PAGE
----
Use of healthy-donor granulocyte transfusions to treat infections in neutropenic patients with myeloid or lymphoid neoplasms: Experience in 74 patients treated with 373 granulocyte transfusions

Amar Safdar, Gilhen Rodriguez, Jorge Zuniga, Fadi Al Akhrass, Anupam Pande

Research output: Contribution to journalArticlepeer-review

12 Scopus citations

Abstract

Background/Aims: Despite limited evidence for efficacy, granulocyte transfusions (GTX) are used to prevent and treat opportunistic infections in patients with neutropenia. Methods: Three hundred and seventy-three GTX given to 74 patients were assessed retrospectively. Results: GTX were discontinued because of clinical improvement more often in patients with severe infections than in patients without severe infections (27 vs. 12%; p ≤ 0.002), whereas deaths resulted in discontinuation of GTX therapy less often in patients with severe infections than without (8 vs. 39%; p ≤ 0.002). Patients who died by 12 weeks after GTX initiation were more likely to have leukemia (p = 0.03), not to have recovery of neutrophil counts (p < 0.0001), and to have started GTX during a critical care unit stay (p < 0.001). Uses of granulocyte colony-stimulating factor (p ≤ 0.02) and interferon-γ (p ≤ 0.04) were more common in patients who survived. In patients with comorbidities (31%; odds ratio, OR, 12.6; 95% confidence interval, CI, 2.4-65.7; p ≤ 0.003), GTX was started in the critical care unit (OR 8.8; 95% CI 2.5-30.9; p < 0.001), and a high total bilirubin level at the end of GTX (OR 2.1; 95% CI 1.1-4.2; p = 0.03) had a higher probability of death 12 weeks after GTX therapy commenced. Conclusions: The possibility that a niche population may benefit from GTX requires further assessment.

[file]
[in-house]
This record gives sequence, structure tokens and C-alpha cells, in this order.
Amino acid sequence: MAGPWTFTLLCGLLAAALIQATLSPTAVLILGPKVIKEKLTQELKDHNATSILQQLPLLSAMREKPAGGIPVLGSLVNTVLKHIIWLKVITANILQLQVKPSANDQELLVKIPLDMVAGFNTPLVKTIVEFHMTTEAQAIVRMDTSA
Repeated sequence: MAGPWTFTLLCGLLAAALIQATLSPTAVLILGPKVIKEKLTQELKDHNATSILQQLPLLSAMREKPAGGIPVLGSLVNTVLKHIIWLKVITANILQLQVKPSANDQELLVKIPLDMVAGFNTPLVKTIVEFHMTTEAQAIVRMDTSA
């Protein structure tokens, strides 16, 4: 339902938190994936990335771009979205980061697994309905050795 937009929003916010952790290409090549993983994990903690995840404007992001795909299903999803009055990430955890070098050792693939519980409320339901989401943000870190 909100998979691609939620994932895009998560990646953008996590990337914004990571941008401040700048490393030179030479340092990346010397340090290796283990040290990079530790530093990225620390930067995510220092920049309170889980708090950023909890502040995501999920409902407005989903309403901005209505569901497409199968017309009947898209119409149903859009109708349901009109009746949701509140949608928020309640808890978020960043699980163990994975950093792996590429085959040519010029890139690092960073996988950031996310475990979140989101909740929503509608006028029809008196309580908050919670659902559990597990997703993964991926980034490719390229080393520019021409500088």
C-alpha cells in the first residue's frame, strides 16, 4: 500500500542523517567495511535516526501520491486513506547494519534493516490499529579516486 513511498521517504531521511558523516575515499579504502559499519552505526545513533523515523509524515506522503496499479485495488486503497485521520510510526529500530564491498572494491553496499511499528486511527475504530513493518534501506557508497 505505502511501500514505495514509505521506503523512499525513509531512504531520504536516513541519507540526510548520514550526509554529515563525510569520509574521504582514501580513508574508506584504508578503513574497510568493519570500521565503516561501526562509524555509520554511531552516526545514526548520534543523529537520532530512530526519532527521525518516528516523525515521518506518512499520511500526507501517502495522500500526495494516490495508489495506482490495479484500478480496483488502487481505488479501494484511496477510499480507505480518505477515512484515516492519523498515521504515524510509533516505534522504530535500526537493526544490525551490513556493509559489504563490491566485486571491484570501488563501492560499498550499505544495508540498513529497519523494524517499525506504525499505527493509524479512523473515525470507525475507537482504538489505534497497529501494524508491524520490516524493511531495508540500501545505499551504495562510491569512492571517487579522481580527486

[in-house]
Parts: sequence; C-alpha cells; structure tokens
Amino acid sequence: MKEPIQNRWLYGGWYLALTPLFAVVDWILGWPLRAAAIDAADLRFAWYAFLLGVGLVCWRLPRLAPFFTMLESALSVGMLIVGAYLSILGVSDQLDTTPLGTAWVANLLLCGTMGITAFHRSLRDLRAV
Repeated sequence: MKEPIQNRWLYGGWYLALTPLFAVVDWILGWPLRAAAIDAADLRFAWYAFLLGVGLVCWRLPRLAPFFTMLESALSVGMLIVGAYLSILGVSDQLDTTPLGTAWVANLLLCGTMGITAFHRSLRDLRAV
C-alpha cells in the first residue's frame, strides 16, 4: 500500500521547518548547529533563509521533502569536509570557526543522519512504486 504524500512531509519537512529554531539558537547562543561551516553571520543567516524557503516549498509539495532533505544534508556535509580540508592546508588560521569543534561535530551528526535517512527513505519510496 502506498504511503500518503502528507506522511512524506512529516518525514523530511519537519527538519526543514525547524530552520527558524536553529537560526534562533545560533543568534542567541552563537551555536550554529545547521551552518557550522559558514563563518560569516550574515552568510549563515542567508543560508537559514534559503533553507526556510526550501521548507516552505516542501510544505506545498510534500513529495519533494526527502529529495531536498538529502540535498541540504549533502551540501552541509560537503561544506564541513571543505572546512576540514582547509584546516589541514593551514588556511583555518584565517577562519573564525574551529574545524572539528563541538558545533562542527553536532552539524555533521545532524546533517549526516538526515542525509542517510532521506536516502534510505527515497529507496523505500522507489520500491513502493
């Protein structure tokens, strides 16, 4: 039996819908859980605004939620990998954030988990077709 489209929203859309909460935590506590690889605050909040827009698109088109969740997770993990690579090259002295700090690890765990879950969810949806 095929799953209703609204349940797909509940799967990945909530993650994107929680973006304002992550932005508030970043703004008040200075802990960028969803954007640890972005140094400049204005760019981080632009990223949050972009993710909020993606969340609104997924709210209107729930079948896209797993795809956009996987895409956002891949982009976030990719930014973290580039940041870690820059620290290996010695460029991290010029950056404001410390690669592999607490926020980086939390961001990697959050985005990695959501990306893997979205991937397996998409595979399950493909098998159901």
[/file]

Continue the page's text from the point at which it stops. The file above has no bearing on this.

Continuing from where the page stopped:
Original languageEnglish
Pages (from-to)50-58
Number of pages9
JournalActa Haematologica
Volume131
Issue number1
DOIs
StatePublished - Dec 2013

Keywords

  • Granulocyte transfusions
  • Immunosuppression
  • Infection-attributed deaths
  • Leukemia
  • Life-threatening infections
  • Toxicity

Fingerprint

Dive into the research topics of 'Use of healthy-donor granulocyte transfusions to treat infections in neutropenic patients with myeloid or lymphoid neoplasms: Experience in 74 patients treated with 373 granulocyte transfusions'. Together they form a unique fingerprint.

Cite this